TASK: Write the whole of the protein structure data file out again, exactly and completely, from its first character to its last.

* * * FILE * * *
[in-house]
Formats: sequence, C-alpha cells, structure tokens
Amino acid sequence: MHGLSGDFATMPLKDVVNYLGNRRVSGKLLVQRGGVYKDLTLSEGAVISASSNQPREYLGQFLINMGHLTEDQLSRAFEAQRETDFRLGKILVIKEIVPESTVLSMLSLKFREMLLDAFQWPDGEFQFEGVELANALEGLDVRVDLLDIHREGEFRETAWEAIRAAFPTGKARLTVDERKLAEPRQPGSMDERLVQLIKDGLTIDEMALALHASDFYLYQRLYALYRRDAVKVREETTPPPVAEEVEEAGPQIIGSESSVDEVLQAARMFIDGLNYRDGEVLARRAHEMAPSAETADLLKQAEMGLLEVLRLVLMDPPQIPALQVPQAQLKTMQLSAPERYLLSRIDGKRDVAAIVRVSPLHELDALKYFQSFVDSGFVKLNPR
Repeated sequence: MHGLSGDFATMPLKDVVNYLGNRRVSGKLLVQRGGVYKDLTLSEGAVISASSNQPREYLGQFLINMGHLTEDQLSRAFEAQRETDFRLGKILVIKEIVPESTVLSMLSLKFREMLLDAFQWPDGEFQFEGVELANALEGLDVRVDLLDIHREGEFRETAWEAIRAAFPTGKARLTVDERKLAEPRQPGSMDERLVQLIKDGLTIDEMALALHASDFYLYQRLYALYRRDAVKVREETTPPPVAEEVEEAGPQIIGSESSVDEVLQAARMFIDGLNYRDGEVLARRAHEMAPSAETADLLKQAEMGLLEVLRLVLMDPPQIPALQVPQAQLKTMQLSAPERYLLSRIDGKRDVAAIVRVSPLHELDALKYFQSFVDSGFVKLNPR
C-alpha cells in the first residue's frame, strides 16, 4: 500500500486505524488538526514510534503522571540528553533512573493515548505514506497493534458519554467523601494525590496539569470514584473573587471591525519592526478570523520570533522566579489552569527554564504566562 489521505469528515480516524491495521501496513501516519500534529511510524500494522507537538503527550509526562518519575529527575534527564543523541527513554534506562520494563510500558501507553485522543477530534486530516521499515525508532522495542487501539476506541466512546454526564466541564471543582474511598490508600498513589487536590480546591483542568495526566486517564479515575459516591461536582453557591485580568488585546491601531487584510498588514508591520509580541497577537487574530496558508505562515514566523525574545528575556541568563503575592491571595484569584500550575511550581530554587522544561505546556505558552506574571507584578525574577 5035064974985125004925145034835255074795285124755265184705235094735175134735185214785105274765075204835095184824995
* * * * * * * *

[in-house]
Formats: sequence, C-alpha cells, structure tokens
Amino acid sequence: MHGLSGDFATMPLKDVVNYLGNRRVSGKLLVQRGGVYKDLTLSEGAVISASSNQPREYLGQFLINMGHLTEDQLSRAFEAQRETDFRLGKILVIKEIVPESTVLSMLSLKFREMLLDAFQWPDGEFQFEGVELANALEGLDVRVDLLDIHREGEFRETAWEAIRAAFPTGKARLTVDERKLAEPRQPGSMDERLVQLIKDGLTIDEMALALHASDFYLYQRLYALYRRDAVKVREETTPPPVAEEVEEAGPQIIGSESSVDEVLQAARMFIDGLNYRDGEVLARRAHEMAPSAETADLLKQAEMGLLEVLRLVLMDPPQIPALQVPQAQLKTMQLSAPERYLLSRIDGKRDVAAIVRVSPLHELDALKYFQSFVDSGFVKLNPR
Repeated sequence: MHGLSGDFATMPLKDVVNYLGNRRVSGKLLVQRGGVYKDLTLSEGAVISASSNQPREYLGQFLINMGHLTEDQLSRAFEAQRETDFRLGKILVIKEIVPESTVLSMLSLKFREMLLDAFQWPDGEFQFEGVELANALEGLDVRVDLLDIHREGEFRETAWEAIRAAFPTGKARLTVDERKLAEPRQPGSMDERLVQLIKDGLTIDEMALALHASDFYLYQRLYALYRRDAVKVREETTPPPVAEEVEEAGPQIIGSESSVDEVLQAARMFIDGLNYRDGEVLARRAHEMAPSAETADLLKQAEMGLLEVLRLVLMDPPQIPALQVPQAQLKTMQLSAPERYLLSRIDGKRDVAAIVRVSPLHELDALKYFQSFVDSGFVKLNPR
C-alpha cells in the first residue's frame, strides 16, 4: 500500500486505524488538526514510534503522571540528553533512573493515548505514506497493534458519554467523601494525590496539569470514584473573587471591525519592526478570523520570533522566579489552569527554564504566562 489521505469528515480516524491495521501496513501516519500534529511510524500494522507537538503527550509526562518519575529527575534527564543523541527513554534506562520494563510500558501507553485522543477530534486530516521499515525508532522495542487501539476506541466512546454526564466541564471543582474511598490508600498513589487536590480546591483542568495526566486517564479515575459516591461536582453557591485580568488585546491601531487584510498588514508591520509580541497577537487574530496558508505562515514566523525574545528575556541568563503575592491571595484569584500550575511550581530554587522544561505546556505558552506574571507584578525574577 5035064974985125004925145034835255074795285124755265184705235094735175134735185214785105274765075204835095184824995